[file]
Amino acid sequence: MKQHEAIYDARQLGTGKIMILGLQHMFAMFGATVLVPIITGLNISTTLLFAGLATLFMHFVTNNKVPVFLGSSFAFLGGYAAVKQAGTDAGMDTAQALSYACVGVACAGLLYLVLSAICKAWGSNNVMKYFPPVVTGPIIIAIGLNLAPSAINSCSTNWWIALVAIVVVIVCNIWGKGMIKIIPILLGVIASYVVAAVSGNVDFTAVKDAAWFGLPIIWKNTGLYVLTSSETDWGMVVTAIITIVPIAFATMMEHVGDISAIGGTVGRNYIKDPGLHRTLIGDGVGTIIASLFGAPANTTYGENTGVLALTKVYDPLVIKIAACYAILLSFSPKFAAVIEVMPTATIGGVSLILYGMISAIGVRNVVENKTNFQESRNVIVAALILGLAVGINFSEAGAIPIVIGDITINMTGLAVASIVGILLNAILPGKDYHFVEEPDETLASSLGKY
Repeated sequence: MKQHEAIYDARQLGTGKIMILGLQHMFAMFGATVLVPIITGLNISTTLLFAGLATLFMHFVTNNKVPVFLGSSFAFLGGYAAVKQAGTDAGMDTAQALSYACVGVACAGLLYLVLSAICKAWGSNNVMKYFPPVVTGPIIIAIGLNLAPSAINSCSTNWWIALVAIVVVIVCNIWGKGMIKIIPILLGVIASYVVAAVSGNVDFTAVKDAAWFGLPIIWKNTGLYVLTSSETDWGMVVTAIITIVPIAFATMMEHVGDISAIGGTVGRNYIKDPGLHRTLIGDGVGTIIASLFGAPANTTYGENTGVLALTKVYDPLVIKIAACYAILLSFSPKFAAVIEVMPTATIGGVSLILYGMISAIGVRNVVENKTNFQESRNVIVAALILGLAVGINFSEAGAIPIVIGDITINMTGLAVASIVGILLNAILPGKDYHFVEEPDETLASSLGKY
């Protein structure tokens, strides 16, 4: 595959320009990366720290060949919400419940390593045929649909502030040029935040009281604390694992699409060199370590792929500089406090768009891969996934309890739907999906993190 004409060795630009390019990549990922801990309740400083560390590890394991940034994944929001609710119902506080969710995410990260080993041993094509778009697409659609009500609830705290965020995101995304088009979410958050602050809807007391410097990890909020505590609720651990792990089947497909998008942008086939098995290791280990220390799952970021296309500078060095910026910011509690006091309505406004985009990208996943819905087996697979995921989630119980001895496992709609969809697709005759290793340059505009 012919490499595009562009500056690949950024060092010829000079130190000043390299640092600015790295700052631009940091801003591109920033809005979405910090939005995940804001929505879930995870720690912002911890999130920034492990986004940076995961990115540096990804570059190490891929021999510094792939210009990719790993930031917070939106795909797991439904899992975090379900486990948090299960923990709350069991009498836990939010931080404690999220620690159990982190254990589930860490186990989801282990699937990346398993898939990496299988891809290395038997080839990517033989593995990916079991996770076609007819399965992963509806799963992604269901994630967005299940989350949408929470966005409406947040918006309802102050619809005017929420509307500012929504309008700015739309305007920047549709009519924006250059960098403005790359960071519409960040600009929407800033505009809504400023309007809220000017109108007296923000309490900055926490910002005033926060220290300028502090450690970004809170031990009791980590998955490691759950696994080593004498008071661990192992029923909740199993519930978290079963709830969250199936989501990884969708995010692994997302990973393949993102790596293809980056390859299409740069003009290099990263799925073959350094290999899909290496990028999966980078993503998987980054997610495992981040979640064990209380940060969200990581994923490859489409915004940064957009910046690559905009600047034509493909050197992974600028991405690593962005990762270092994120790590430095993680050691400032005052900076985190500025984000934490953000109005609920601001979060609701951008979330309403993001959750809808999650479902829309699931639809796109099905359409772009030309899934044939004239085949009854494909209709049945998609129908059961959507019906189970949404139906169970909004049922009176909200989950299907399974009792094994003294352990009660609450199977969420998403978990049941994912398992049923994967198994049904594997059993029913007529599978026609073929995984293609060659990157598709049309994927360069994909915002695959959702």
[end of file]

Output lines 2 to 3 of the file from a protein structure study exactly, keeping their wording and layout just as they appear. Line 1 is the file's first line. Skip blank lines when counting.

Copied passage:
Repeated sequence: MKQHEAIYDARQLGTGKIMILGLQHMFAMFGATVLVPIITGLNISTTLLFAGLATLFMHFVTNNKVPVFLGSSFAFLGGYAAVKQAGTDAGMDTAQALSYACVGVACAGLLYLVLSAICKAWGSNNVMKYFPPVVTGPIIIAIGLNLAPSAINSCSTNWWIALVAIVVVIVCNIWGKGMIKIIPILLGVIASYVVAAVSGNVDFTAVKDAAWFGLPIIWKNTGLYVLTSSETDWGMVVTAIITIVPIAFATMMEHVGDISAIGGTVGRNYIKDPGLHRTLIGDGVGTIIASLFGAPANTTYGENTGVLALTKVYDPLVIKIAACYAILLSFSPKFAAVIEVMPTATIGGVSLILYGMISAIGVRNVVENKTNFQESRNVIVAALILGLAVGINFSEAGAIPIVIGDITINMTGLAVASIVGILLNAILPGKDYHFVEEPDETLASSLGKY
């Protein structure tokens, strides 16, 4: 595959320009990366720290060949919400419940390593045929649909502030040029935040009281604390694992699409060199370590792929500089406090768009891969996934309890739907999906993190 004409060795630009390019990549990922801990309740400083560390590890394991940034994944929001609710119902506080969710995410990260080993041993094509778009697409659609009500609830705290965020995101995304088009979410958050602050809807007391410097990890909020505590609720651990792990089947497909998008942008086939098995290791280990220390799952970021296309500078060095910026910011509690006091309505406004985009990208996943819905087996697979995921989630119980001895496992709609969809697709005759290793340059505009 012919490499595009562009500056690949950024060092010829000079130190000043390299640092600015790295700052631009940091801003591109920033809005979405910090939005995940804001929505879930995870720690912002911890999130920034492990986004940076995961990115540096990804570059190490891929021999510094792939210009990719790993930031917070939106795909797991439904899992975090379900486990948090299960923990709350069991009498836990939010931080404690999220620690159990982190254990589930860490186990989801282990699937990346398993898939990496299988891809290395038997080839990517033989593995990916079991996770076609007819399965992963509806799963992604269901994630967005299940989350949408929470966005409406947040918006309802102050619809005017929420509307500012929504309008700015739309305007920047549709009519924006250059960098403005790359960071519409960040600009929407800033505009809504400023309007809220000017109108007296923000309490900055926490910002005033926060220290300028502090450690970004809170031990009791980590998955490691759950696994080593004498008071661990192992029923909740199993519930978290079963709830969250199936989501990884969708995010692994997302990973393949993102790596293809980056390859299409740069003009290099990263799925073959350094290999899909290496990028999966980078993503998987980054997610495992981040979640064990209380940060969200990581994923490859489409915004940064957009910046690559905009600047034509493909050197992974600028991405690593962005990762270092994120790590430095993680050691400032005052900076985190500025984000934490953000109005609920601001979060609701951008979330309403993001959750809808999650479902829309699931639809796109099905359409772009030309899934044939004239085949009854494909209709049945998609129908059961959507019906189970949404139906169970909004049922009176909200989950299907399974009792094994003294352990009660609450199977969420998403978990049941994912398992049923994967198994049904594997059993029913007529599978026609073929995984293609060659990157598709049309994927360069994909915002695959959702």